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Miami Dolphins Film Room: Laremy Tunsil Week 2 vs. New York Jets

Laremy Tunsil had, by most accounts, an average year in 2017 at left tackle. We have lofty expectations for him. Let’s check out some tape to see how he’s doing in 2018.

Tennessee Titans v Miami Dolphins Photo by Mark Brown/Getty Images

In no particular order...please provide your analysis of these GIF’s down in the Comments Section!

(And let me address the elephant in the room: I did tape on Josh Sitton last week and he’s out for the year. If anything should happen to Laremy Tunsil in this game, of the long-term variety, you may punch me in the face unannounced, and I will do tape of Tom Brady and other AFC East foes in the hopes of spreading the curse to them as soon as humanly possible.)

The Tape

Kenyan Drake slices inside for the 1st touchdown scored by the Miami Dolphins offense. But wait...THERE’S MORE!

Thanks to jonman’s request, I put together a couple GIF’s in slow motion, Drake’s touchdown being one of them. There could be a healthy debate on whether this is zone or man blocking because it could’ve worked either way, but my guess is that this was a designed zone right play: one of the telltale signs of zone blocking is that the running back takes a short, 45-degree angle step to align hips and shoulders, which is what happens here in my opinion. #99 (Steve McLendon) of the New York Jets gets upfield enough, Drake sees the cutback and the rest is history.

Oh, I almost forgot to mention that the cutback lane opened with Laremy Tunsil having the athleticism to get to Darron Lee, and once he had his paws on the Mike linebacker, Lee wasn’t going anywhere but where he wanted.

Jets run stunts on both sides of the line and the left side didn’t do so hot. I’m not sure why Tunsil drifted so far outside to help Drake who actually had a hell of a block, but Tunsil looked confused and Ted Larsen got caught out of position as well. You don’t like to see Ryan Tannehill take those kinds of hits.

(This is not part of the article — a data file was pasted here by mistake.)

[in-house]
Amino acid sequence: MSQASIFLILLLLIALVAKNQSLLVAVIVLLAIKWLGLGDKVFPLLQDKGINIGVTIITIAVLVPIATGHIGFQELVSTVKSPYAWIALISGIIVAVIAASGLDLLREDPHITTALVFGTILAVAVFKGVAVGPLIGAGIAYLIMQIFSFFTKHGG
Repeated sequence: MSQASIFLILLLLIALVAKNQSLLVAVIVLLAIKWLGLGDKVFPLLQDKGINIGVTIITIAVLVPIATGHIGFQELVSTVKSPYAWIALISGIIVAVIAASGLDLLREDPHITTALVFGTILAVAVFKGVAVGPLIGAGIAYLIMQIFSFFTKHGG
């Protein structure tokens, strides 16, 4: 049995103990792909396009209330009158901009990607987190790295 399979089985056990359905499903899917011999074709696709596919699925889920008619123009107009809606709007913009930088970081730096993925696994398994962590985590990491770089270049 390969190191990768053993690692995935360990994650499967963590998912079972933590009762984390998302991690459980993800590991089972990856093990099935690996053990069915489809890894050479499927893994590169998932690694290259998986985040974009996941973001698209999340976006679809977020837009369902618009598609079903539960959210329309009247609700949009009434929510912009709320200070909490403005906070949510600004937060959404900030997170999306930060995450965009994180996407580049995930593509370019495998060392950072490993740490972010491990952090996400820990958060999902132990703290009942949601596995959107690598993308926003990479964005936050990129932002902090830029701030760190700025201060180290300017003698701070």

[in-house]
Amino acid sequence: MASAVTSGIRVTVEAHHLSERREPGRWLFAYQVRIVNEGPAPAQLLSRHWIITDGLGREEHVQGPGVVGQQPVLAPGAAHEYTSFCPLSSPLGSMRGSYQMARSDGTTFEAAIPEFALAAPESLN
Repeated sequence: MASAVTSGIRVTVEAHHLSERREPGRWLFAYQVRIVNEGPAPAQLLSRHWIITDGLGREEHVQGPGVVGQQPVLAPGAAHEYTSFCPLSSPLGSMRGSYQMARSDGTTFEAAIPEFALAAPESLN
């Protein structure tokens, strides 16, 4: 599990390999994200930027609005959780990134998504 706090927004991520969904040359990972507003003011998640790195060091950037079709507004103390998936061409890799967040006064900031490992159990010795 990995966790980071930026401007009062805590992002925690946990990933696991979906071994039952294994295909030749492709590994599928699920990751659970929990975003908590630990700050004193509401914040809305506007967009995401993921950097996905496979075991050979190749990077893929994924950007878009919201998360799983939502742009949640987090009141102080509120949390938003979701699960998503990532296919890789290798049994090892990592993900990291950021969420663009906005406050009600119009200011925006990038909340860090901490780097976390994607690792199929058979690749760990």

In my heart of hearts, as much as I don’t like people getting hurt, Tunsil probably should have demolished #54. He doesn’t, and #54 makes the tackle.

Nothing remarkable about the block by Tunsil, but notice the unbalanced offensive line. That’s AJ Derby playing RT and Ja’Wuan James and Tunsil lined up next to each other on the left side, with Tunsil lined up as a TE.

Textbook. Quick, choppy feet. Balanced when engaged, digs his heels in and anchors.

Certainly not an Earth-shattering block, but adequate enough to give Drake the crease he needs to bounce outside and pick up additional yardage.

The touchdown to AJ Derby and Tunsil gets pushed back just a bit, but maintains balance, anchors, responds to a spin move perfectly, and gives Ryan Tannehill enough time to deliver the strike. Impressive pocket overall, damn near perfect. Tannehill keeps active feet, but he really just takes one step to his right and darts it.

The Oakland Raiders, in my opinion, are vulnerable in the interior of the line (as well as on the edge, but that’s a different story). Tunsil and Ted Larsen team up briefly and Frank Gore gets some tough yards later in the game.

Jets do a stunt on Tunsil’s side. Aside from the one time up above, Tunsil handled stunts quite effectively. Larsen and Tunsil do their job well, Kilgore either gets caught up in bear hugging McLendon or #99 held Kilgore on this play.

Tunsil does his job here on another stunt. Larsen gets over-extended and it gives enough of a gap for Brandon Copeland to sneak in and get leverage to sack Tannehill.


Absolutely solid tape. Hiccups here and there, but the run blocking is demonstrably better than 2017 thus far, and the pass blocking heads towards the elite category. I see no reason to expect anything less than top half of the league tackle play from Laremy Tunsil, trending towards the top 10 and beyond as more experience shapes him.